Part 1- Sound Views and Fresh Seafood- Tofino
Clayoquot Sound is the richest fishing area in British Columbia, according to a recent study. Space does allow us to list all the fish so check it out at This Fish.
Pacific Salmon (Chinook, Pink, Sockeye, and Chum), Pacific Halibut, Lingcod are just a few. If you want shell fish you can roam the coast yourself for those treasures: Manila Clams, Oysters, and Dungeness Crab. Click here for some information to assist you.
Tofino, and the adjacent Clayoquot Sound, is an area nestled on the West Coast of Vancouver, just an hour flight, or a five hour (including the ferry ride) drive from Vancouver, British Columbia. Hint to Seattle folks -- best to take a detour through Victoria and enjoy the food scene (please see part two of this story).
Forging for fish is not in your plan? No problem, since we are ready to sample! There are many choices of ‘boat to table’ restaurants. One is the Surfside Grill which is located on the beach at Pacific Sands Beach Resort. The fresh fish is provided by fishermen Jeff Mikus and Chef Jesse Blake. Jeff has been fishing for over 20 years and spends half the year on his boat with a commercial license for salmon, shrimp, and spot prawns. He provides fish for many of the restaurants in Tofino and of course for his other restaurant Wildside.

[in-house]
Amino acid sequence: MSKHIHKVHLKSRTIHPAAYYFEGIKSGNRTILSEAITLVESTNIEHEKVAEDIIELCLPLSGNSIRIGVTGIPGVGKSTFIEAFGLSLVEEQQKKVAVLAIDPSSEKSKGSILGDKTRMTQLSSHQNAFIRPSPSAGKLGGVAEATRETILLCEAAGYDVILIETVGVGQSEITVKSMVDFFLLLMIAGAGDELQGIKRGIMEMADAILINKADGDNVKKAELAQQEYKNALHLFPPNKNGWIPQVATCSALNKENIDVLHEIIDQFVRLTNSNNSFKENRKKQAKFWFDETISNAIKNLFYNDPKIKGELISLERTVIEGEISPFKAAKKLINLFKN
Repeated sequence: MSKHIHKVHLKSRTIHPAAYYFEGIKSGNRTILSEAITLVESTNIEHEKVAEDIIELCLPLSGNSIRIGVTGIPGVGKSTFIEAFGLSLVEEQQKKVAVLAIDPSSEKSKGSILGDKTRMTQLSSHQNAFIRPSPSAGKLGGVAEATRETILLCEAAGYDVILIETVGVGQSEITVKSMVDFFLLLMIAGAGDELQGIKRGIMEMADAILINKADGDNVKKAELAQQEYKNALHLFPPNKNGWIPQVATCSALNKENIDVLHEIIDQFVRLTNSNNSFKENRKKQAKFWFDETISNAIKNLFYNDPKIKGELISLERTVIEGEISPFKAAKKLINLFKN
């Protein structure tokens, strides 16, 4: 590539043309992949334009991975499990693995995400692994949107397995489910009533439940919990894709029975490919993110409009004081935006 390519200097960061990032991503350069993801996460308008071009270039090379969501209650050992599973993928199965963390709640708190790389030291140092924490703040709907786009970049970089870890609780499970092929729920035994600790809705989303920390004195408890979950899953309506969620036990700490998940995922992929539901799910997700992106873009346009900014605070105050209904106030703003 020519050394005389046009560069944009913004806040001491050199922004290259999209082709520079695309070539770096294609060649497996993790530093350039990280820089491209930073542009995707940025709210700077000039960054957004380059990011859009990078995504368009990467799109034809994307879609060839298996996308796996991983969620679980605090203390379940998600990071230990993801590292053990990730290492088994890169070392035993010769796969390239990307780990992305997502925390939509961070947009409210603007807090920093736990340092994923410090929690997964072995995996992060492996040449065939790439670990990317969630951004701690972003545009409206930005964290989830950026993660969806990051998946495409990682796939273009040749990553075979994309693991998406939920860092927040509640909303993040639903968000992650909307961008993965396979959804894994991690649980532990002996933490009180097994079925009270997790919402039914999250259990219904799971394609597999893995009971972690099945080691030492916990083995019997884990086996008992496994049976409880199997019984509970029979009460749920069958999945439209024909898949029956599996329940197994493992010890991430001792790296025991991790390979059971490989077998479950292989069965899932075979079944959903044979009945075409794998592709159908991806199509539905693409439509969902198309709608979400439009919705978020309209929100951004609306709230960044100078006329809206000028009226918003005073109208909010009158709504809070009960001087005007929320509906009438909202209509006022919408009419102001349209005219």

Jeff shares old fish stories with Shane, manager of The Pacific Sands, as we eat and they go back to their fun times in the Frazier Valley of British Columbia. While they chatted, we enjoyed the fresh catch. First came the Fish Tacos with tasty sockeye salmon, followed by breaded oysters from Clayoquot Sound and finally fresh and chips. I’m usually not a big fan of fish and chips but these, made with fresh lingcod and halibut, were almost a life-alternating fish experience for me. Bring on more fish and chips!
Of course the First Nation Peoples knew all about fishing in the Sound. Chief Wickaninnish of the “Tla-o-qui-aht” (anglicized to Clayoquot) of the late 1780s did not seem to be too popular with an American trading company. For that matter the rival chief of nearby nation from the Nootka Sound also had issues with him. You can learn more about the cultural history of the area at the Wickaninnish Interpretive Centre in Pacific Rim National Park Reserve (now named Kwistis), which is a 25-minute drive from the Pacific Sands Resort. There are also some nice hikes around the Centre, so take some time to stretch your legs.